Benjamin and Regina Gordon

Benjamin and Regina Gordon moved to Teaneck in 1929, drawn by the Town’s excellent school system, proximity to NYC and the progressive Township’s reputation.  They were introduced to the town by their business acquaintances Floyd Farrant and Charles Wolf, who built many of the homes in the area.

Ending Housing Discrimination

Benjamin Gordon received citations for his decades of dedication in Teaneck, to organizations such as the Teaneck Community Chest.

He also fought many battles here in Teaneck (and in the local surrounding area) against prejudice and injustice.

When the March 8, 1945 edition of the Bergen Record blazed with this headline on their front page, Ben Gordon took action.

The following day, the newspaper reported:

Ridgewood Bias Hit By Hebrews (March 9, 1945)

Mr. Gordon, an attorney, prepared a complaint that was filed before the Real Estate Commission of the State of New Jersey on behalf of the Bergen County Jewish Community Council against the 19 members of the Ridgewood Board of Realtors Inc., asking that the commission revoke their licenses.

On May 22, 1945, the Ridgewood Board of Realtors submitted a written request to the Bergen County Jewish Community Council, asking it to withdraw the complaint before the New Jersey Real Estate Commission for the following reasons:

  1. The so-called old Ridgewood code against which you complained has been rescinded and is no longer in effect.

  2. We are now operating under a new Code which was adopted on April 6, 1945, and which, in effect, provided that there shall be no discrimination against Jews or any other faith, creed or nationality merely as such.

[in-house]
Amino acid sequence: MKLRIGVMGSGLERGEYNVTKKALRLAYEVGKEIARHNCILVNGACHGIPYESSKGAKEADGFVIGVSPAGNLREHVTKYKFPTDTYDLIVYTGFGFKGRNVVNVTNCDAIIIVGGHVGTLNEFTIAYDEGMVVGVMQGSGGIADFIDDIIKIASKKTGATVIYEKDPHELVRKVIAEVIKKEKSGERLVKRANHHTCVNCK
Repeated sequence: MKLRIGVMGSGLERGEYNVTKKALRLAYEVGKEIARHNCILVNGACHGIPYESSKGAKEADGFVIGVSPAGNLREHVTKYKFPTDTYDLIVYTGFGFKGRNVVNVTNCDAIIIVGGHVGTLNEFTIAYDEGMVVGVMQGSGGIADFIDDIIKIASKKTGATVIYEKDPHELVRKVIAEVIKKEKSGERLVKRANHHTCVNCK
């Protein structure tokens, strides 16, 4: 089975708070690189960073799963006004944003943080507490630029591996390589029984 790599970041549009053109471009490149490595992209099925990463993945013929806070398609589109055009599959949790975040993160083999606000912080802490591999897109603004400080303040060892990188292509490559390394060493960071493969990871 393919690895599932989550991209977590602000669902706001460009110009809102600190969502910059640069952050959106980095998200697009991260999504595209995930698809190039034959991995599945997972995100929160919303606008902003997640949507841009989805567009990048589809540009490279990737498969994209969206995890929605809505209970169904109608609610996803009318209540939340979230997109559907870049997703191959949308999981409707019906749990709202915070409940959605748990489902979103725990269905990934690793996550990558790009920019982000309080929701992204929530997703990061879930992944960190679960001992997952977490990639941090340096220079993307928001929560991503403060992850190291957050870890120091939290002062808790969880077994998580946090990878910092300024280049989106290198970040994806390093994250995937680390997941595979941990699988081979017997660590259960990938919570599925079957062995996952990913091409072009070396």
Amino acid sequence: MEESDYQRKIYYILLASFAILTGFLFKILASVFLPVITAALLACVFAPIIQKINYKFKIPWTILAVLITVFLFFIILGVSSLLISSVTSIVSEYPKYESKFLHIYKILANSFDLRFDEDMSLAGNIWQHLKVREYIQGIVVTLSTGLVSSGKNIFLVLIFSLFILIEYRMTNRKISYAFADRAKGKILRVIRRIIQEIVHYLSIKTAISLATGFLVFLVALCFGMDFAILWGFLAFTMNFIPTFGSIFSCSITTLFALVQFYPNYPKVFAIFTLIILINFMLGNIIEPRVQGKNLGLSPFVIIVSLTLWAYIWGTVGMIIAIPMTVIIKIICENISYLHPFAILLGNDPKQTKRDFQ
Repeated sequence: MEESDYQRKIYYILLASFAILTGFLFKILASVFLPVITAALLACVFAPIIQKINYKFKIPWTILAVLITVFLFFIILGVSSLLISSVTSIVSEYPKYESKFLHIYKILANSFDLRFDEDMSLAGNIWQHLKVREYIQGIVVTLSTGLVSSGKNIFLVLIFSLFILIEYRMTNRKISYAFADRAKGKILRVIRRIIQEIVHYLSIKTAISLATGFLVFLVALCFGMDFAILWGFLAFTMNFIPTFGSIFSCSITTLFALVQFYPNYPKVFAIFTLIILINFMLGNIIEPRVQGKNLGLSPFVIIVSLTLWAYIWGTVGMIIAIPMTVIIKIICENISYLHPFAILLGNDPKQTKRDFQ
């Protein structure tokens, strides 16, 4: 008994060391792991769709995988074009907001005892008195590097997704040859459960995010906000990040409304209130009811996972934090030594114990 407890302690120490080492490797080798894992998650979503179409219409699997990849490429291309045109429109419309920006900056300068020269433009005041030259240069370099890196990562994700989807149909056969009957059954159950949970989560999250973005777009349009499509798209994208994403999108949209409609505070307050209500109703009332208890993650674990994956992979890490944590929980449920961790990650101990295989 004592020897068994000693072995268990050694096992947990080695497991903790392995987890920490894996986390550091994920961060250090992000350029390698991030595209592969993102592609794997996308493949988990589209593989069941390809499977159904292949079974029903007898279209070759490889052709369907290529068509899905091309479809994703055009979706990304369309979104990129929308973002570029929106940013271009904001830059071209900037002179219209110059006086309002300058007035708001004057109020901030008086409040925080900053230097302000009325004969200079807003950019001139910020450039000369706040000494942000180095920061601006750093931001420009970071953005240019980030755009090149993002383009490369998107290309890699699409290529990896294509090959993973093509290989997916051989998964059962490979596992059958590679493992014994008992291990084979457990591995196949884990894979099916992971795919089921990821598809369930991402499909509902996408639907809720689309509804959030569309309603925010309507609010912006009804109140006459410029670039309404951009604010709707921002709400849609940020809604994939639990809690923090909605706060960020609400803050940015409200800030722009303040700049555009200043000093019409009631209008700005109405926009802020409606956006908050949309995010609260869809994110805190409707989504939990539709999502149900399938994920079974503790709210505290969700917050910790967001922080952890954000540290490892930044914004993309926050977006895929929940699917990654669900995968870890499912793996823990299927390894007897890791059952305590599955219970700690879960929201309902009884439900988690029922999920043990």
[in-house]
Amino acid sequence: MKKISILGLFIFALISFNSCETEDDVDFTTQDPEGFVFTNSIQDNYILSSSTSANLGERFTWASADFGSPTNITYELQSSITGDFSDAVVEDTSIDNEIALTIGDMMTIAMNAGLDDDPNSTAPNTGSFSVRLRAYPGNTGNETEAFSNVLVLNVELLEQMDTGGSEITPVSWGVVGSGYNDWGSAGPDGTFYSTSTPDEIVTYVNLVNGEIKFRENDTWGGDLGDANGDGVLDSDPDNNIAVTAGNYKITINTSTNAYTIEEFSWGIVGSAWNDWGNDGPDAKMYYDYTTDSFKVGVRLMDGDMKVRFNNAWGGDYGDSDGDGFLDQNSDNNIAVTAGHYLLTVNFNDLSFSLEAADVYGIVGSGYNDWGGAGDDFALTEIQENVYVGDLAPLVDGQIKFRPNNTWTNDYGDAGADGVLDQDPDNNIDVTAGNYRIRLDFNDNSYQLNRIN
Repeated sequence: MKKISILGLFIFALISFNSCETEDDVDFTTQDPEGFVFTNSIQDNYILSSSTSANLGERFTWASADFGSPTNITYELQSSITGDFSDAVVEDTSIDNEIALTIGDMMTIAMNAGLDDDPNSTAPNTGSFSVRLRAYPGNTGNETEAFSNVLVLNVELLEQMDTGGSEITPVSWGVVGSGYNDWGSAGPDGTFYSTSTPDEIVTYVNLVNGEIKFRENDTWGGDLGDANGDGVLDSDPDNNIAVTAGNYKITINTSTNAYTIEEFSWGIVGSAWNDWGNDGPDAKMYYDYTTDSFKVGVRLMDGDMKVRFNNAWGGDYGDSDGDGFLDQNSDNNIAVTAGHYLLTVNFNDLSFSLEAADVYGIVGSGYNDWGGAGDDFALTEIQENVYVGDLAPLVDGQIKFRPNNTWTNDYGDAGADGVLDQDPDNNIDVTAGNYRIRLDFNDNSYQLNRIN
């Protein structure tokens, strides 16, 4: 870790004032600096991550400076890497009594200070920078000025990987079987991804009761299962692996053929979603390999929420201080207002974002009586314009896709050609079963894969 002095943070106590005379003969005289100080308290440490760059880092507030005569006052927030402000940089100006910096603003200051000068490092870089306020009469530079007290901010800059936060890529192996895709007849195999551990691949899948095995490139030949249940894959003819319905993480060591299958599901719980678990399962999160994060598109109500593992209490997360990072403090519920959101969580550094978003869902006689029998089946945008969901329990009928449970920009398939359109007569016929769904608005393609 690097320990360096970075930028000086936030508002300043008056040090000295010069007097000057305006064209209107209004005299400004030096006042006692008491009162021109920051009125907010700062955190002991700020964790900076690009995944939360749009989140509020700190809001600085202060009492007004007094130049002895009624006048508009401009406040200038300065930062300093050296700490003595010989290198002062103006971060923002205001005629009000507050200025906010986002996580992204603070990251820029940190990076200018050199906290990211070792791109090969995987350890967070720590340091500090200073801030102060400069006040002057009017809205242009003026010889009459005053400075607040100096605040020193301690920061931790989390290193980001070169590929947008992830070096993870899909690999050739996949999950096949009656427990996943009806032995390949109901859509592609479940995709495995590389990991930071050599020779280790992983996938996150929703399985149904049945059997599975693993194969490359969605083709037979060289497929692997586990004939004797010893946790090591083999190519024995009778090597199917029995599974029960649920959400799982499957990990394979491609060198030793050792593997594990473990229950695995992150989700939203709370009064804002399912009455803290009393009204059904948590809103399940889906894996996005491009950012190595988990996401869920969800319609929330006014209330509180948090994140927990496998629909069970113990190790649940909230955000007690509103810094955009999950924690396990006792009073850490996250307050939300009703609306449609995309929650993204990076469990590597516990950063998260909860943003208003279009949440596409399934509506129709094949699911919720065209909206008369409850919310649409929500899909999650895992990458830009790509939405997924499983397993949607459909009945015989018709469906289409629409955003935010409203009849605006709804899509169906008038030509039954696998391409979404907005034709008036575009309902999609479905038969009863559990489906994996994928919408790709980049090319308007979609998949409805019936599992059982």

3. You may be assured that members of your faith will be treated with dignity and be given the best advice of which we are capable.

The Code was rescinded, the complaint was withdrawn and Jewish families have resided in Ridgewood ever since.

Setting the Stage for Future Efforts Against Housing Discrimination

Two decades later, when blockbusting efforts and discriminatory policies against blacks and other minorities were challenged by the Gordons and others like them in Teaneck, groups relied on the hard-won accomplishments the Gordons like-minded fighters secured against such formal rules to enshrine discrimination in housing sales.

Zionism in Teaneck

Ben and Regina (Reitman) Gordon were also Teaneck’s first Zionists.  As Joy Zacharia Appelbaum describes them:

Benjamin Gordon was a fighter of the first magnitude for the Jewish people. He fought with words and, when necessary, with his fists.

Long before World War II, the Holocaust and the establishment of the State of Israel, this couple devoted their energies to numerous Zionist causes. Regina Gordon is a founder, charter member and past president of Teaneck’s Hadassah Chapter; a past president of the Northern New Jersey Region and a member of the National Hadassah Board. Both she and Ben Gordon were very active in the ZOA; he assisted Rabbi Israel Margolies in establishing the ZOA Chapter of Bergen County in 1943, and served as a ZOA national vice-president for many years. The Gordons attended Zionist Congresses both in Europe and Israel and served on the National Board of the Jewish National Fund. Admired for her many years of dedication and exemplary record of participation, Mrs. Gordon recalls the difficulties involved in raising funds for Palestine. “People were unaccustomed to giving and had to be educated. Collecting five dollars from one individual was considered an achievement.

Whether fighting for the Teaneck, Israel, or democracy itself, through efforts against the Bund and other groups advocating hatred, the Gordons were instrumental in laying the groundwork activists coming after them, have continued in earnest.